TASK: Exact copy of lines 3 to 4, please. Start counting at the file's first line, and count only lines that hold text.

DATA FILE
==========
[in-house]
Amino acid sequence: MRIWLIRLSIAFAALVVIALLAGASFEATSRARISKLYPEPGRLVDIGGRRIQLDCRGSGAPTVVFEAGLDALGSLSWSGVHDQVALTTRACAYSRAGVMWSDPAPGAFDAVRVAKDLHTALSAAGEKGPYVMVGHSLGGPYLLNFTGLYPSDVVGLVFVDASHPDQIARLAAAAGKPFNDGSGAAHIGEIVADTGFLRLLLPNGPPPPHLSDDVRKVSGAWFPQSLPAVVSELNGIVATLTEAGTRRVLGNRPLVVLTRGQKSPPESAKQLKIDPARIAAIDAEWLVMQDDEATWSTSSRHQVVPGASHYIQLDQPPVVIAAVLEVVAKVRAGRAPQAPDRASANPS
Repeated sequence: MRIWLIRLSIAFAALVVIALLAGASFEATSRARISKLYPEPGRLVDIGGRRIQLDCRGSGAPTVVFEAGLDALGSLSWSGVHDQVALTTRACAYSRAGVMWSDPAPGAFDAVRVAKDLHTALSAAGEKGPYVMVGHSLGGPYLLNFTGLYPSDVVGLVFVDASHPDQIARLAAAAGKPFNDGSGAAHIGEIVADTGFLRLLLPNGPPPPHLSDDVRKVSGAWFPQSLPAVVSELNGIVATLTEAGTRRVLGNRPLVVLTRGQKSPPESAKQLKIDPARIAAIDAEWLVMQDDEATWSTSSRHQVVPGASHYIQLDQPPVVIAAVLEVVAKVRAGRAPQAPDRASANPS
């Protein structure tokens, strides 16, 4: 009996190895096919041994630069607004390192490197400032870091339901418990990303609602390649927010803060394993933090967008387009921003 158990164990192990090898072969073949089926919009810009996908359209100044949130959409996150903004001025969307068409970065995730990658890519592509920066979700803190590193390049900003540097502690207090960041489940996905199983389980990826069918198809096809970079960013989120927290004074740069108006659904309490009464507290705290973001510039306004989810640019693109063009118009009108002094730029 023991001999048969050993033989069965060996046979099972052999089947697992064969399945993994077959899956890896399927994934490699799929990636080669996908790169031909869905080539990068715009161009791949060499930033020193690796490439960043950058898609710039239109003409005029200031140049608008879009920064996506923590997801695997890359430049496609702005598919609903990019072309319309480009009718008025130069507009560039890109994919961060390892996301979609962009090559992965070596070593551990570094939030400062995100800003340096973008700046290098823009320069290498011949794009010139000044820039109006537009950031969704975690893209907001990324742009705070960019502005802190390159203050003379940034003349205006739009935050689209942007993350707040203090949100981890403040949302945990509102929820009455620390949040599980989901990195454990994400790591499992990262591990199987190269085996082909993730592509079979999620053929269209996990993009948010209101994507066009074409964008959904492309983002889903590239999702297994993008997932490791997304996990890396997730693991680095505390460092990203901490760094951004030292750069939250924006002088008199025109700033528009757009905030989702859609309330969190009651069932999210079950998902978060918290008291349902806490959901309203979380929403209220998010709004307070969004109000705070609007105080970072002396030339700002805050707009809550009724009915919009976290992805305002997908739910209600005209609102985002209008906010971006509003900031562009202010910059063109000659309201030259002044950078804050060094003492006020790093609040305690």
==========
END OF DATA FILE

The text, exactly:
Repeated sequence: MRIWLIRLSIAFAALVVIALLAGASFEATSRARISKLYPEPGRLVDIGGRRIQLDCRGSGAPTVVFEAGLDALGSLSWSGVHDQVALTTRACAYSRAGVMWSDPAPGAFDAVRVAKDLHTALSAAGEKGPYVMVGHSLGGPYLLNFTGLYPSDVVGLVFVDASHPDQIARLAAAAGKPFNDGSGAAHIGEIVADTGFLRLLLPNGPPPPHLSDDVRKVSGAWFPQSLPAVVSELNGIVATLTEAGTRRVLGNRPLVVLTRGQKSPPESAKQLKIDPARIAAIDAEWLVMQDDEATWSTSSRHQVVPGASHYIQLDQPPVVIAAVLEVVAKVRAGRAPQAPDRASANPS
């Protein structure tokens, strides 16, 4: 009996190895096919041994630069607004390192490197400032870091339901418990990303609602390649927010803060394993933090967008387009921003 158990164990192990090898072969073949089926919009810009996908359209100044949130959409996150903004001025969307068409970065995730990658890519592509920066979700803190590193390049900003540097502690207090960041489940996905199983389980990826069918198809096809970079960013989120927290004074740069108006659904309490009464507290705290973001510039306004989810640019693109063009118009009108002094730029 023991001999048969050993033989069965060996046979099972052999089947697992064969399945993994077959899956890896399927994934490699799929990636080669996908790169031909869905080539990068715009161009791949060499930033020193690796490439960043950058898609710039239109003409005029200031140049608008879009920064996506923590997801695997890359430049496609702005598919609903990019072309319309480009009718008025130069507009560039890109994919961060390892996301979609962009090559992965070596070593551990570094939030400062995100800003340096973008700046290098823009320069290498011949794009010139000044820039109006537009950031969704975690893209907001990324742009705070960019502005802190390159203050003379940034003349205006739009935050689209942007993350707040203090949100981890403040949302945990509102929820009455620390949040599980989901990195454990994400790591499992990262591990199987190269085996082909993730592509079979999620053929269209996990993009948010209101994507066009074409964008959904492309983002889903590239999702297994993008997932490791997304996990890396997730693991680095505390460092990203901490760094951004030292750069939250924006002088008199025109700033528009757009905030989702859609309330969190009651069932999210079950998902978060918290008291349902806490959901309203979380929403209220998010709004307070969004109000705070609007105080970072002396030339700002805050707009809550009724009915919009976290992805305002997908739910209600005209609102985002209008906010971006509003900031562009202010910059063109000659309201030259002044950078804050060094003492006020790093609040305690």